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The "_.reduce() Exercise" Lesson is part of the full, JavaScript: From Fundamentals to Functional JS, v2 course featured in this preview video. Here's what you'd learn in this lesson:

In this exercise, students can pick one of two assignments: implement _.reduce() functions.

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Transcript from the "_.reduce() Exercise" Lesson

[00:00:00]
>> You have two options here, you have the challenging exercise or the relaxed exercise. The first exercise is reduce. So reduce is one of those methods like map and filter that are core to the heart of functional programming, and even kind of pseudo functional programming, which is what we're doing.

[00:00:27] And so it's important to understand how to use it. The implementation is tough, but very interesting. Let me tell you how it works. So reduce takes a collection, and it takes a callback function. And this function is going to or reduce always returns one value at the end.

[00:00:57] So map, remember map returns the length of an array the same length. Each doesn't return anything, filter will return based on that truthy test that we pass it. Reduce always returns one function. So what it does is it will call, it does loop though, it loops through the collection, calling that function.

[00:01:19] And then based on whatever that function returns, it gets passed on back and it gets accumulated. So that function is gonna be called each time with the past value of the return of that function and the next value in the loop. Does that makes sense? So as we're looping in, we're calling this function.

[00:01:45] Previously, we always call the function with the current item index list, right? In this case, we're gonna call it with a previous value and the current value. And take those two values and it's gonna return one value together. And the example that everyone uses is addition. Some argue it's because reduce is so confusing that no one can figure out how to do anything else except for addition with it.

[00:02:11] But here it is, so we have a list with two items, 1 and 2. Our callback function is gonna be called with the previous value and the current value. So, the very first go around. And this is the initial value. You can also pass an initial value, so the initial value, Will be passed as an argument, you add them together, 0 plus 1 is 1.

[00:02:38] So sum is now 1, n is then 2. 1 plus 2 is 3. So that's an example how reduce is used. And here's a more complex example kind of. So we have an initial value, which is an object, okay? And our function takes the result value, key. So the result, sorry, the initial value is the result at first, right?

[00:03:24] So we start with this, result is an object. And it says if result at value, value is going to be 1 if the key is a. You guys following? Tell me to stop if I'm going too fast. This is a little tricky. This is a common pattern here to say like if this exists, then initialize it as 0, otherwise, do something else.

[00:03:52] So this says if it exists or if it doesn't exist, yeah, so if result at value is false, is gonna go to the other side of this or, and it's gonna initialize result value, add an empty array. Return that and it's gonna push the key. If it already exists though, it's just gonna return this and then push the key to that.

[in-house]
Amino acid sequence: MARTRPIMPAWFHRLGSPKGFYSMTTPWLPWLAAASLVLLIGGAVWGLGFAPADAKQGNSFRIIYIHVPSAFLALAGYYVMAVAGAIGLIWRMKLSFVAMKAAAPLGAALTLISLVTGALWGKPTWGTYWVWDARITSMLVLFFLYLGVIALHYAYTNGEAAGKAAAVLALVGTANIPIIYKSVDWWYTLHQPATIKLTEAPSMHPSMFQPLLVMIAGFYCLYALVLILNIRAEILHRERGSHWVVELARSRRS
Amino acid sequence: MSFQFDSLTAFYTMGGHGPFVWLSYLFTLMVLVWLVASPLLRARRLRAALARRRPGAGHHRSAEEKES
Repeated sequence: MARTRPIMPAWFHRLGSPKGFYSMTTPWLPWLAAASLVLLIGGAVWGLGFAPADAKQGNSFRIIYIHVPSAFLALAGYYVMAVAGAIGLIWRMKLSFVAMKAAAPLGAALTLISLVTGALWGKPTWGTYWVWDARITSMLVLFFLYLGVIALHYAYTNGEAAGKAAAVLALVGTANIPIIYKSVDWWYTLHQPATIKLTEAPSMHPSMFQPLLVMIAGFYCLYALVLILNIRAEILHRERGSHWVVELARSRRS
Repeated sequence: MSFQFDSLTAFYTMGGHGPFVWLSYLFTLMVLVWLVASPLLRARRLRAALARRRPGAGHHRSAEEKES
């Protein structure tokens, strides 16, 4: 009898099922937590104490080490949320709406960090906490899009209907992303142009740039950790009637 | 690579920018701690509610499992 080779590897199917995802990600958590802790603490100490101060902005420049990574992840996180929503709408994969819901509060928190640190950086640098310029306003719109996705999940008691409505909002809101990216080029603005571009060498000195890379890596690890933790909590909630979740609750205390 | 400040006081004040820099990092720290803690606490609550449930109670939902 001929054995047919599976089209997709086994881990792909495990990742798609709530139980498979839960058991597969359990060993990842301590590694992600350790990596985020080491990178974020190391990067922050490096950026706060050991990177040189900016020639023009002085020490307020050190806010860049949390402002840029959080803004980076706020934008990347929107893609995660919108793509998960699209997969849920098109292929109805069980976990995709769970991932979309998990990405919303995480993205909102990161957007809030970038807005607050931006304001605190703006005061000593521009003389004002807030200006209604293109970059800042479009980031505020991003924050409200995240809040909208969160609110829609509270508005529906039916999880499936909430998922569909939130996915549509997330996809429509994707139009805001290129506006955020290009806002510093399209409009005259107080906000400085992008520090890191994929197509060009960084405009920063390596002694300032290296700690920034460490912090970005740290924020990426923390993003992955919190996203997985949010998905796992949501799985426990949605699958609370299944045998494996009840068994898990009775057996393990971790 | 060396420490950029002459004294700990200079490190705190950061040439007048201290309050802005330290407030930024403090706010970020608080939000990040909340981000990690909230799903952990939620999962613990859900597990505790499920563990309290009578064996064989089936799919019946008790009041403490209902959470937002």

[00:04:29] Does that make sense what this line is doing? No, okay, we'll do it one more time. So what this is doing is it's collecting all of the keys that have the same value. And, So what it's doing is it's initializing an empty object. And it's first checking, is this value in our object already?

[00:05:04] So, result empty object, the value for the first property for starting here, it's gonna be 1. So we're saying result.1, does that exist? No, it doesn't exist yet. Okay, so then we're gonna go to this side and we're going to initialize result value to be an empty array.

[00:05:27] And then we're gonna push the key. So result value is 1, is an empty array. So we're creating this first array and it's empty at first, and then we're pushing the key and that key is A. And then we'll return that result, right, which is an object that has a 1, and an A, inside of a array, okay?

[00:05:57] And then, We do it again, same object. This time the value is gonna be 2, again it's gonna initialize that, and it creates this, here, returns the result. Now we have something that matches this one and the result that value, which is 1 already. I'm sorry, it matches this one here.

[00:06:22] And so we'll just instead of initializing it, we'll push the key. Okay, and then we return the result. So that's reduce. It's a little tricky. So the challenge, if you want a challenging task, is to implement that under the hood has this sort of like accumulation effect, where it has a memory and it passes it along every single time.

[00:06:54] And then, if you're feeling like it's late, and you wanna relax a little bit, we have eachRight, which is a for each, except for instead of going from left to right, you go from right to left. So it's very relaxed.
>> At this point, yesterday, that was-
>> Seems like you would reverse the array instead of have a function that starts on the right.

[00:07:24]
>> Do you mean that's how you would implement it is you would reverse the arguments?
>> No, I'm just saying it just seems weird for each array instead of doing for each and just reversing the order of the array.
>> Yeah, well, if you reverse the order of the array, if you're thinking about time complexity and stuff, it can be expensive.

[00:07:45]
>> Yeah, it can, if it's a huge array, I guess.
>> Yeah. Yeah, it's just a thing to do if you don't feel like implementing reduce. However, reduce is pretty cool. So I recommend doing that one, even if it's intimidating and I'll walk around and help.